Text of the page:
Food Etiquette in Japan
Written by Suzan Adem
Food and etiquette are an important part of Japanese culture and we would like to shed light on some specific Japanese dishes that have their own rules, including sushi, ramen and boxed meals known as bentos. This will help you as you travel through Japan!
Sushi comes in many different varieties and has become popular all over the world thanks to Japan. But sushi also comes with a certain dinning etiquette to follow. One thing you should know is that you are allowed to eat sushi with your bare hands, however it’s not the same regarding the sashimi. Sashimi, which is raw fish sliced into easy-to-eat pieces, should always be eaten with chopsticks!
Another famous rule is that when shoyu (soy sauce) is served together with nigiri sushi (sushi with a fish topping), pick up the sushi and dip fish side into the shoyu, not the rice. Trying to dip rice side into the shoyu may cause the whole sushi to fall apart, while dropping rice into the shoyu plate. The appearance of rice floating around on the shoyu plate may leave a bad impression.
In the case when shoyu has to be poured into a plate, pour only a tiny amount since an unnecessary amount of shoyu is a serious taboos in Japan.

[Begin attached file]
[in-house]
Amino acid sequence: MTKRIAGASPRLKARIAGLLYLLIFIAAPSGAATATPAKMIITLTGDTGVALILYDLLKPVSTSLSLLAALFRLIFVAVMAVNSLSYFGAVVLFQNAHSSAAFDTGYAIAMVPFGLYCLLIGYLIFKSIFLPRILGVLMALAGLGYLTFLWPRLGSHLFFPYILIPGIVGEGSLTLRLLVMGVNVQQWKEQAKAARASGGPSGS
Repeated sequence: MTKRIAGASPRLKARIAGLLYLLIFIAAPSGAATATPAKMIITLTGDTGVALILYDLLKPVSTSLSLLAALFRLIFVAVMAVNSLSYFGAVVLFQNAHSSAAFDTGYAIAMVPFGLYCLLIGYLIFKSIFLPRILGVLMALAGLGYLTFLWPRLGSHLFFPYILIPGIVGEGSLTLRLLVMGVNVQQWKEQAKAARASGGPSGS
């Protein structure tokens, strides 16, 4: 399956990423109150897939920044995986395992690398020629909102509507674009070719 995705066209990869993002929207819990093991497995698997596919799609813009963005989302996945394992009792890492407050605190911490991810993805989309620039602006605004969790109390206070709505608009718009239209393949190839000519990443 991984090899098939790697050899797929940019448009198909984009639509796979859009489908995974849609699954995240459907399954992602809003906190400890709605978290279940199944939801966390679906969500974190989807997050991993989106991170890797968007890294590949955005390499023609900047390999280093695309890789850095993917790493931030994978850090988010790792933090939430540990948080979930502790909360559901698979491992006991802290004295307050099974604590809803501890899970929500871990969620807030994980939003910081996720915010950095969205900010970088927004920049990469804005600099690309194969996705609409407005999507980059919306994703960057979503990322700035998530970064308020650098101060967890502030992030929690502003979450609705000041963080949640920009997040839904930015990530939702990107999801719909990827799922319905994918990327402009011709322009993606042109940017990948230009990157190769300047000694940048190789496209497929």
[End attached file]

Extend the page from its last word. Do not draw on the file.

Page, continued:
One simple rule while eating ramen or similar types of noodles is the sound you should make – slurping sounds! Loud slurping is a way to express appreciation for the meal. However, sounds such as munching and burping are not favorable. The main ramen etiquette is that the noodles and toppings should be eaten with chopsticks while the soup should be drunk with a spoon.
For foreigners living in Japan, it's helpful to understand the importance of boxed lunches known as bentō. Bentōs are very common and can be found containing simple meals made by parents for their children to take to school, at train stations and convenience stores for an on-the-go meal or even more elaborate and decorative options. The food is arranged in the order in which it is should be consumed.
Because the appearance of food is important in Japan, many parents make sure they arrange the bentō in an attractive way. The meal is almost judged by how well it is prepared, therefore some parents try to “show off”, leading to a competition between parents.
About the author: Hello, my name is Suzan, 20 years old student in Sofia University, Bulgaria. My major is Japan, so as can you guess I’m now studying about their rich and beautiful culture and language as well. That is why I find great pleasure doing these articles as it gives me the opportunity to expand my knowledge and it’s easy doing something you love.